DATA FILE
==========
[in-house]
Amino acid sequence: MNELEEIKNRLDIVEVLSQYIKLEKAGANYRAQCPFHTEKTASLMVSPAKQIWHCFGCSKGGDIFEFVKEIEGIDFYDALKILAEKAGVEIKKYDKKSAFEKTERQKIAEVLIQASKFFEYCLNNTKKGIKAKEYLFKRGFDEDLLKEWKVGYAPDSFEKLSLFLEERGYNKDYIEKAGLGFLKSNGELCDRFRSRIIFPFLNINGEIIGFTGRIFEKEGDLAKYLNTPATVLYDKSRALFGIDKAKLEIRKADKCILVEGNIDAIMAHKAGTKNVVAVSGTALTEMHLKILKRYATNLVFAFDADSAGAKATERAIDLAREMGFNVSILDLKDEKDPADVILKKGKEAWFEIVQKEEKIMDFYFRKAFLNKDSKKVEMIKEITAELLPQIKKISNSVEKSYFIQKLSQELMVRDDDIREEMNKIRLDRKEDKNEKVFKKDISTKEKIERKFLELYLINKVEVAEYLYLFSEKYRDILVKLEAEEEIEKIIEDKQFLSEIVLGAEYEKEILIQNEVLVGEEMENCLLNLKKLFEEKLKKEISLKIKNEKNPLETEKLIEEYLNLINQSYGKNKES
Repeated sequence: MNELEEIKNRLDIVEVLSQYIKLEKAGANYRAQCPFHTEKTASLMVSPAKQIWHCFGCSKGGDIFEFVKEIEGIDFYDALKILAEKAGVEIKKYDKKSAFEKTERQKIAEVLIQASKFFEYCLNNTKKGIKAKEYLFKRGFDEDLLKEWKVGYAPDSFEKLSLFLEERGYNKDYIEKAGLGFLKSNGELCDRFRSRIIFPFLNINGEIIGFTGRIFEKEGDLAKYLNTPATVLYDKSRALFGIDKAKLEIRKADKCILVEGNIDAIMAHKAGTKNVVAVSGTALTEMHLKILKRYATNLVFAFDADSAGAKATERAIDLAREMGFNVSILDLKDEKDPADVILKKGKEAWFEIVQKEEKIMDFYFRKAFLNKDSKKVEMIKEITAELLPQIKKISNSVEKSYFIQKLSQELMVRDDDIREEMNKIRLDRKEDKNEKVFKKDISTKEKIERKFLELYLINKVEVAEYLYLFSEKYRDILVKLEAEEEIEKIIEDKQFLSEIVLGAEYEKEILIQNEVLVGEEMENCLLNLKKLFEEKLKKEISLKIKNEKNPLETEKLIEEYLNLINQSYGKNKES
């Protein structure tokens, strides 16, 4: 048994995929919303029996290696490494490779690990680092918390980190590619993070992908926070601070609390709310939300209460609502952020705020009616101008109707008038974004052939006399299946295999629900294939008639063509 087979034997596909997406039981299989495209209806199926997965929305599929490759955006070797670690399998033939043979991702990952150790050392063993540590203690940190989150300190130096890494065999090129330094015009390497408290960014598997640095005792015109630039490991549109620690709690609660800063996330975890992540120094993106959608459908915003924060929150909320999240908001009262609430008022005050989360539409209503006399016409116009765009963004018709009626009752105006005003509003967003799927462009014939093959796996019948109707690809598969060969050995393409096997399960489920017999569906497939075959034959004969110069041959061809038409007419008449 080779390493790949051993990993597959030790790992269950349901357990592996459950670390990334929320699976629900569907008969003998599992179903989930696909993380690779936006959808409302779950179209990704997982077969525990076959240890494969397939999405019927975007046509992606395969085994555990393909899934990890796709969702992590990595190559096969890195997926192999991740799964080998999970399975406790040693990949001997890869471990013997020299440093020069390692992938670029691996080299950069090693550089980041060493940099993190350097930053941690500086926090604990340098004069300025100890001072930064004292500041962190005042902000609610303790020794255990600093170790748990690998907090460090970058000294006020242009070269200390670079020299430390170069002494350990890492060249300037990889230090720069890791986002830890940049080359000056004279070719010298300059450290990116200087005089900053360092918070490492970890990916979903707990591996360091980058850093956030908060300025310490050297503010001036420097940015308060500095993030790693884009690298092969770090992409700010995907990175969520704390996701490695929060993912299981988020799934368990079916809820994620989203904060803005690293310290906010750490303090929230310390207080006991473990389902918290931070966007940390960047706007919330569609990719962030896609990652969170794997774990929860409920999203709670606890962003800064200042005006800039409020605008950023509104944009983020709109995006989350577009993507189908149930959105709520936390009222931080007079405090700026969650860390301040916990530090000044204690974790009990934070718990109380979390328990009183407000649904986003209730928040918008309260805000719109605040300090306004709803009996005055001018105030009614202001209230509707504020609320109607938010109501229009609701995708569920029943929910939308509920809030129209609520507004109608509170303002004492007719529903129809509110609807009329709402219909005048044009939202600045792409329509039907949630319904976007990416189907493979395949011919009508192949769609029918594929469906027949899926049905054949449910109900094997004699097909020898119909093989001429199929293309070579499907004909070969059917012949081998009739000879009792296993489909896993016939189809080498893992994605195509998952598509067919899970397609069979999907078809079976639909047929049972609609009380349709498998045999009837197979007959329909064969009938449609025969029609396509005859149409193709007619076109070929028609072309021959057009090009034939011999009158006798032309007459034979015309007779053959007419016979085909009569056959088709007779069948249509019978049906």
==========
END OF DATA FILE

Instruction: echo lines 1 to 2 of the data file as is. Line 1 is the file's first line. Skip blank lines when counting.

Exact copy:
[in-house]
Amino acid sequence: MNELEEIKNRLDIVEVLSQYIKLEKAGANYRAQCPFHTEKTASLMVSPAKQIWHCFGCSKGGDIFEFVKEIEGIDFYDALKILAEKAGVEIKKYDKKSAFEKTERQKIAEVLIQASKFFEYCLNNTKKGIKAKEYLFKRGFDEDLLKEWKVGYAPDSFEKLSLFLEERGYNKDYIEKAGLGFLKSNGELCDRFRSRIIFPFLNINGEIIGFTGRIFEKEGDLAKYLNTPATVLYDKSRALFGIDKAKLEIRKADKCILVEGNIDAIMAHKAGTKNVVAVSGTALTEMHLKILKRYATNLVFAFDADSAGAKATERAIDLAREMGFNVSILDLKDEKDPADVILKKGKEAWFEIVQKEEKIMDFYFRKAFLNKDSKKVEMIKEITAELLPQIKKISNSVEKSYFIQKLSQELMVRDDDIREEMNKIRLDRKEDKNEKVFKKDISTKEKIERKFLELYLINKVEVAEYLYLFSEKYRDILVKLEAEEEIEKIIEDKQFLSEIVLGAEYEKEILIQNEVLVGEEMENCLLNLKKLFEEKLKKEISLKIKNEKNPLETEKLIEEYLNLINQSYGKNKES